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Aluminum molds from alloy materials for large production volumes

Aluminum molds from alloy materials for large production volumes

Aluminum molds were considered to be too soft for high volume production so far, because the tooling was unable to withstand the rigors of high-temperature, high-volume injection molding. This is changing as OEMs look more closely at tooling costs and cycle times to reduce piece-part pricing, and overall manufacturing cost. Many companies are now using aluminum for production instead of just prototype work. Aluminum tooling offers a myriad of benefits: it is easier to cut and it cools at a much more rapid rate than tool steels, which reduce cycle times-resulting in reduced costs at the OEM level.
Aluminum cools at a much quicker and even rate than steel, reducing cycle time and saving money. Because of its lightness in weight, aluminum has the advantage of faster machining. Aluminum dissipates heat at a very even rate, which allows for great dimensional stability due to less distortion. Longevity of aluminum tooling can be improved by surface coatings. Some aluminum molds are capable of producing 2 mln cycles. Some of the major benefits of aluminum molds versus P-20 steel are:
• 10% saving in cost of manufacturing an aluminum mold
• 20-35% gain in cycle time resulting in higher output
• Lower injection and clamp pressure with aluminum molds as compared to steel tooling
• Has 4-5 times better thermal heat transfer. With better thermal conductivity, the position and number of water lines is less critical, allowing for the placement of additional ejector pins where needed
• Demonstrated productivity improvement of 20-30% in cycle time savings
• Has outstanding machining and polishing characteristics. With some high strength aluminum alloys, machining ratings can be 8 times faster than steel
• Does not have to be sent out for heat treating or stress relieving, as this can be done during its manufacturing process

Aluminum mold can be designed depending on the abrasiveness of polymer material to produce from 100 K 1 million components. Aluminum alloys such as 7075, Alumold, QC-10 and Hokotol have a Brinell hardness range of 150-180 and Rockwell hardness range of B82-87. Case hardening of aluminum mold or inserting certain areas of mold base with steel will enhance the production cycle of most abrasive material like glass filled compounds. Almost any finish that can be applied to a steel alloy mold can be applied to an aluminum mold. This includes finishes and surface grades from SPI, Mold-Tech, Raytheon or any other industry or OEM finish specification. Various grades of aluminum are available, and utilizing the correct grade of aluminum for the number of parts required and plastic requirements will result in cost savings, averaging on the order of 10-12% and as high as 15-25%.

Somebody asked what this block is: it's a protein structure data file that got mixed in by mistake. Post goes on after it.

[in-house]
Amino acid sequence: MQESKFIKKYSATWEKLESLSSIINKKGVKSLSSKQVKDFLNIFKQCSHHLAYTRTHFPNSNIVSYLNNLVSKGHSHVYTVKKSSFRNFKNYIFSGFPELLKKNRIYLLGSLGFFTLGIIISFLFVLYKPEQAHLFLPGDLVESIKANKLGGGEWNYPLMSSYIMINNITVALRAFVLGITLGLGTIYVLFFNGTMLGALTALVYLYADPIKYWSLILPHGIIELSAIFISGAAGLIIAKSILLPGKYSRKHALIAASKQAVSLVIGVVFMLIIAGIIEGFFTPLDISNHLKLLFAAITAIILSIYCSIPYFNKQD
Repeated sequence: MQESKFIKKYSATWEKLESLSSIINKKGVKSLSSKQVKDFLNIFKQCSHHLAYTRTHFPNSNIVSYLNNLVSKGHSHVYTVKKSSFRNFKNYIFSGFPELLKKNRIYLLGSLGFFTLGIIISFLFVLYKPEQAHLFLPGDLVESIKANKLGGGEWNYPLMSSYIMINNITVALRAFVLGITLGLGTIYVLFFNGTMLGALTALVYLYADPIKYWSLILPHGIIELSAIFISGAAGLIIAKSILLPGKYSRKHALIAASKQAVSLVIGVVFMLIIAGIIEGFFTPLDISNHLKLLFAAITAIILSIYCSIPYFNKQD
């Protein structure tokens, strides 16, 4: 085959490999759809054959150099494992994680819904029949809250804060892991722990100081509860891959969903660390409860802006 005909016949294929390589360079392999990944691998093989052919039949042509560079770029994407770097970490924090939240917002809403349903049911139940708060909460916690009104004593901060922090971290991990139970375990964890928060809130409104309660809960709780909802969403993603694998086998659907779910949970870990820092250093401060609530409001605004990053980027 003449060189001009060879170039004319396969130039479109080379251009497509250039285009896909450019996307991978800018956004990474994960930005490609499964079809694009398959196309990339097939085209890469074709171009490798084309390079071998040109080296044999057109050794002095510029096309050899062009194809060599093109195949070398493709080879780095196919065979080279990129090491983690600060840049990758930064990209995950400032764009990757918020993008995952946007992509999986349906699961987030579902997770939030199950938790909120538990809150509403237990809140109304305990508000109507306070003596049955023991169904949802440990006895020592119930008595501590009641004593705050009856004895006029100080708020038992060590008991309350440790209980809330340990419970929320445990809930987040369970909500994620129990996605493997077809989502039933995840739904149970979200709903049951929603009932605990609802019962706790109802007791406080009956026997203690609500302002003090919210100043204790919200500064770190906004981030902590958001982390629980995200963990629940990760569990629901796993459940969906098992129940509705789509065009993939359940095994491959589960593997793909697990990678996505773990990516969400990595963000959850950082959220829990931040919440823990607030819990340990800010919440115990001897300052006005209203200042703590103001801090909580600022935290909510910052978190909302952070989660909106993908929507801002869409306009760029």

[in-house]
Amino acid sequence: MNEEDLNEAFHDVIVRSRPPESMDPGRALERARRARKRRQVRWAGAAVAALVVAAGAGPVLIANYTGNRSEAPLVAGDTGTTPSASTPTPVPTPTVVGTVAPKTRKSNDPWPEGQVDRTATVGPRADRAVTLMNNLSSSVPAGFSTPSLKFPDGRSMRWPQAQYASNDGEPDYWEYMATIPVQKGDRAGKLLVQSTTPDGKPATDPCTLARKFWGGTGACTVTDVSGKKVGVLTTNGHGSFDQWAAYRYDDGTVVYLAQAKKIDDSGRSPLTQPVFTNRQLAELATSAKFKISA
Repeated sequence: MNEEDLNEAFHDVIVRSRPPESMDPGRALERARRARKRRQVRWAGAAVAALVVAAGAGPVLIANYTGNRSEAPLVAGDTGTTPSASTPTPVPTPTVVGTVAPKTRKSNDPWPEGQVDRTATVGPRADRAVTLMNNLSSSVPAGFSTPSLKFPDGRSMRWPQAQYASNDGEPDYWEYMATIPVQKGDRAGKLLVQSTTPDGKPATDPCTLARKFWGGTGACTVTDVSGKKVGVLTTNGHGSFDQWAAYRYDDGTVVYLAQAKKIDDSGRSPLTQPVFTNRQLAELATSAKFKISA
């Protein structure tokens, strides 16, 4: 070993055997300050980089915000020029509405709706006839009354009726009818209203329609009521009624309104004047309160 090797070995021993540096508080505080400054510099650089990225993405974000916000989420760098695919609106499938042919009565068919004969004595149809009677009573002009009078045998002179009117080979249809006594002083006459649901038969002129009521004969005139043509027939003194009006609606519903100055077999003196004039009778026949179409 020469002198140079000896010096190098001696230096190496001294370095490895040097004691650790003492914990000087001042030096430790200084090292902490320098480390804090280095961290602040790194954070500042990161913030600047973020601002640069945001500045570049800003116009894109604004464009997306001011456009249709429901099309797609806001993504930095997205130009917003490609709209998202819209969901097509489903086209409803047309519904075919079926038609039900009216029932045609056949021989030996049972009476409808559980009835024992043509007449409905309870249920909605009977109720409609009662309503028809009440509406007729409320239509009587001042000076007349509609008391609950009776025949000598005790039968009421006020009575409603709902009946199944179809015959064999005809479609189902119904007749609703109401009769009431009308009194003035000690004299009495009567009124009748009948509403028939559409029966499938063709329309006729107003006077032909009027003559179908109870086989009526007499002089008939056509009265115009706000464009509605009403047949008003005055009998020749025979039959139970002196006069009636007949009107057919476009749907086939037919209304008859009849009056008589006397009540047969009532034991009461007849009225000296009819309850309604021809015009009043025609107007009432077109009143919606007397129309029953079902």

Aluminum Tool Steel Selection versus Production Mold Type
  Typical Hardness (Bh) Thermal Conductivity BTU/ft x h x F Typical Thickness
High Production Molds (7000 series)
Alumold (7050) 180 104 6" to 30"
Hokotol (7050) 180 104 1" to 10"
7075 150 75 1/4" to 8"
General Production Molds
2024 120 70 1/4" to 6"
6056 115 95 1" to 4"
6061 95 96 1/4" to 14 "
Duramold (2618 cast) 81 82-95 2" to 38"
M-1 (2618 cast) 81 82-95 2" to 38"
Prototype Molds (5000 series)
Duramold 5 (5083) 70 63-81 4" to 23"
Max 5 (5083) 60 63-81 2" to 30"
**Information not intended for engineering use; properties change with thickness of material                                                   (Source: Clinton Aluminum & Stainless Steel)

Why does plastic flow better in aluminum injection molds?
1) Plastic material flows longer distances with less injection pressure, when compared to steel
2) Molds fill faster and more efficiently
3) Parts have minimal warp and better dimensional stability
4) Aluminum�s thermal conductivity is nearly 5 times greater than that of steel

According to, aluminum alloys are differentiated by the manner in which they are produced: when manufactured, they are either a non-heat treated cast material or a heat-treated wrought material. Non-heat treated material is ideal for low-strength mold applications. Cast products typically display lower strength and provide excellent dimensional stability, excellent machinability and minimal residual stress. Though not engineered for high strength, cast material is suitable for some low-pressure injection molds and straight injection molds requiring less than a few thousand shots. The high strength, heat-treated wrought aluminum alloys are technologically advanced alloys with enhancements in heat treating, ageing practice or a combination of both. These products exhibit high strength (relative to cast product), excellent machining and polishing characteristics, as well as dimensional through-thickness consistency. These aluminum alloys are suitable to mold nearly 75% of all unfilled resins�including PP, HDPE, Nylon, PET, ABS and PE. Molds manufactured using high strength aluminum has been known to successfully run millions of shots. Obviously, proper tool design, setup, running and maintenance of the mold must be adhered to. In the middle of the spectrum are what can be referred to as common alloys�such as 2024, 6013, 6061, 7050 and 7075. Common alloys are manufactured at facilities in accordance with the Aluminum Association procedures for manufacturing these materials.
When designing a production aluminum mold, several factors need to be taken into consideration for a successful mold. They are
1. Is the resin conducive for aluminum?
2. What is the geometry of the part to be molded?
3. What is the quantity?
4. What is the desired cycle time?
5. How long does the mold need to last?
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